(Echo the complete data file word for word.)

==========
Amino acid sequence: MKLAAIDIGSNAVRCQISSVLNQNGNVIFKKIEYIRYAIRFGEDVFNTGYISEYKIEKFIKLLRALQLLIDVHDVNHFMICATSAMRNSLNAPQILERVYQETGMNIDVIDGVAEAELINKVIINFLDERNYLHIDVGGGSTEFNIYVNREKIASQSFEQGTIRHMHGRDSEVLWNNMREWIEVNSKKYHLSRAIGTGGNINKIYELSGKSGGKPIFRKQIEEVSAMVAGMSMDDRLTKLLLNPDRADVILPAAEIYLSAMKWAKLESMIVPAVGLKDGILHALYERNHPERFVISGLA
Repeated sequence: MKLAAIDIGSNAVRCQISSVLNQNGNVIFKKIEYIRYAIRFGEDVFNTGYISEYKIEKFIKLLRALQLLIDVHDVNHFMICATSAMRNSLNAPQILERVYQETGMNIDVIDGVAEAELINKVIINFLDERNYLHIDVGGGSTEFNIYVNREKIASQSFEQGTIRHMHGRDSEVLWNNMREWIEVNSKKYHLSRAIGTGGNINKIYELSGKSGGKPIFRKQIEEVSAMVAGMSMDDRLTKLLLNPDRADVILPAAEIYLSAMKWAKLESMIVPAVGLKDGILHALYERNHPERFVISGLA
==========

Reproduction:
Amino acid sequence: MKLAAIDIGSNAVRCQISSVLNQNGNVIFKKIEYIRYAIRFGEDVFNTGYISEYKIEKFIKLLRALQLLIDVHDVNHFMICATSAMRNSLNAPQILERVYQETGMNIDVIDGVAEAELINKVIINFLDERNYLHIDVGGGSTEFNIYVNREKIASQSFEQGTIRHMHGRDSEVLWNNMREWIEVNSKKYHLSRAIGTGGNINKIYELSGKSGGKPIFRKQIEEVSAMVAGMSMDDRLTKLLLNPDRADVILPAAEIYLSAMKWAKLESMIVPAVGLKDGILHALYERNHPERFVISGLA
Repeated sequence: MKLAAIDIGSNAVRCQISSVLNQNGNVIFKKIEYIRYAIRFGEDVFNTGYISEYKIEKFIKLLRALQLLIDVHDVNHFMICATSAMRNSLNAPQILERVYQETGMNIDVIDGVAEAELINKVIINFLDERNYLHIDVGGGSTEFNIYVNREKIASQSFEQGTIRHMHGRDSEVLWNNMREWIEVNSKKYHLSRAIGTGGNINKIYELSGKSGGKPIFRKQIEEVSAMVAGMSMDDRLTKLLLNPDRADVILPAAEIYLSAMKWAKLESMIVPAVGLKDGILHALYERNHPERFVISGLA